abusesaffiliationarrow-downarrow-leftarrow-rightarrow-upattack-typeburgerchevron-downchevron-leftchevron-rightchevron-upClock iconclosedeletedevelopment-povertydiscriminationdollardownloademailenvironmentexternal-linkfacebookfiltergenderglobegroupshealthinformation-outlineinformationinstagraminvestment-trade-globalisationissueslabourlanguagesShapeCombined Shapeline, chart, up, arrow, graphlocationmap-pinminusnewsorganisationotheroverviewpluspreviewArtboard 185profilerefreshnewssearchsecurityPathStock downStock steadyStock uptagticktooltiptwitteruniversalityweb

Blog: Lack of legal advocacy & poor legal framework contribute to weak corporate accountability in Germany

"Corporate human rights abuses and access to justice in Germany – why so little tort-litigation?", 4 July 2016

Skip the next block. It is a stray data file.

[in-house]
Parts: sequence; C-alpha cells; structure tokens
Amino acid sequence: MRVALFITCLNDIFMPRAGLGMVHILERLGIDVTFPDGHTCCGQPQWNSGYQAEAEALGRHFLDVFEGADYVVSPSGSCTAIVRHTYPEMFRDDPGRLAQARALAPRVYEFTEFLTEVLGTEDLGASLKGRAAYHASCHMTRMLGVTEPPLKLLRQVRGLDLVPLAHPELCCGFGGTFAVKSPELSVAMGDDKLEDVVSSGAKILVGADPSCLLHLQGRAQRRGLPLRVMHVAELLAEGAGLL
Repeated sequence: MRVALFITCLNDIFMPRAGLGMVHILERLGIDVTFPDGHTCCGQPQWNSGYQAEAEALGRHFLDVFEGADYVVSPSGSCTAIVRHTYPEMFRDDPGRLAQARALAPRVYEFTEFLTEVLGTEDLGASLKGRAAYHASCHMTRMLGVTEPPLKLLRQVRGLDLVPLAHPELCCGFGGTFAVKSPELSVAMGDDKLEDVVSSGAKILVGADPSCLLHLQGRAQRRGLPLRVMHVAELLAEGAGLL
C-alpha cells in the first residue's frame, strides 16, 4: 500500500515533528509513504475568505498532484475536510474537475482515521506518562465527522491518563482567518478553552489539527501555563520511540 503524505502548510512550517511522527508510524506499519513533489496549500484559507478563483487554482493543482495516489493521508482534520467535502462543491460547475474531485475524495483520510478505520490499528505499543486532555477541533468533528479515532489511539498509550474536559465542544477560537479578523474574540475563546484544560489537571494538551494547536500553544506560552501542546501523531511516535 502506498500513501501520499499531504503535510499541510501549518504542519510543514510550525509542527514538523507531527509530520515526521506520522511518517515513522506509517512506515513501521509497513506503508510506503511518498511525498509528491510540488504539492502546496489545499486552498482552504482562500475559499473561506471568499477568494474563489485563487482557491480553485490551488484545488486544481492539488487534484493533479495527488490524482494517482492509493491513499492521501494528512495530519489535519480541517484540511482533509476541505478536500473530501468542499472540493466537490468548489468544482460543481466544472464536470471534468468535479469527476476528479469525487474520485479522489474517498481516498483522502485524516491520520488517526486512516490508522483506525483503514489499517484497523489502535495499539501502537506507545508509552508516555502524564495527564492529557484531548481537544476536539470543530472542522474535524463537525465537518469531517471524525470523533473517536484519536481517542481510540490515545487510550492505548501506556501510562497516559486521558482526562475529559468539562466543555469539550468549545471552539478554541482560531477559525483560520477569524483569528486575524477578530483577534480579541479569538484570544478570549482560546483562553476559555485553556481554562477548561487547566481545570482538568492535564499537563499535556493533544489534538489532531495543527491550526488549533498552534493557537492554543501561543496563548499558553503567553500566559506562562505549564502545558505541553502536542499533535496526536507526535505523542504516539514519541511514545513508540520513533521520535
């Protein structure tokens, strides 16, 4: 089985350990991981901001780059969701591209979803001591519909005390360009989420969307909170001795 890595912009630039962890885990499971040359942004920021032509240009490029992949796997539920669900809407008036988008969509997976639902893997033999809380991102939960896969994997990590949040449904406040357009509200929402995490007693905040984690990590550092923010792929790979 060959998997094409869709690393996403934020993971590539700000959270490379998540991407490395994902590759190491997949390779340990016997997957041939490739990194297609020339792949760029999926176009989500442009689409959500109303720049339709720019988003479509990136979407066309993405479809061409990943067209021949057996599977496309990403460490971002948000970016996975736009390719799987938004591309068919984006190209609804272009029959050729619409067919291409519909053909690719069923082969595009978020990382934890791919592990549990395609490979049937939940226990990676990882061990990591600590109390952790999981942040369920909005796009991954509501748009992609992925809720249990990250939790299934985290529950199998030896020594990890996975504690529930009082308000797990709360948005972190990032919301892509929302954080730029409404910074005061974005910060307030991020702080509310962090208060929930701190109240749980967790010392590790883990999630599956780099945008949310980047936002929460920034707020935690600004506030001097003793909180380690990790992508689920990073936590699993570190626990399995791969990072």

Germany is one of the world’s largest and most interconnected economies: it accounts for hundreds of billions of dollars in international trade and foreign direct investment and its companies control thousands of foreign affiliates operating abroad. Yet, in contrast to other large-scale economies, the trend towards transnational tort litigation has largely bypassed German courts thus far...Is this because German companies act more responsibly than their foreign competitors when operating abroad? Recent scandals such as Dieselgate, but also the statistical evidence that we have on corporate human rights abuses suggest otherwise. In fact, Germany is among the countries hosting the largest numbers of companies accused of such abuses. So why then is there so little tort litigation... [and] what can the German government do to increase access to compensation for persons affected by the overseas activities of German companies?...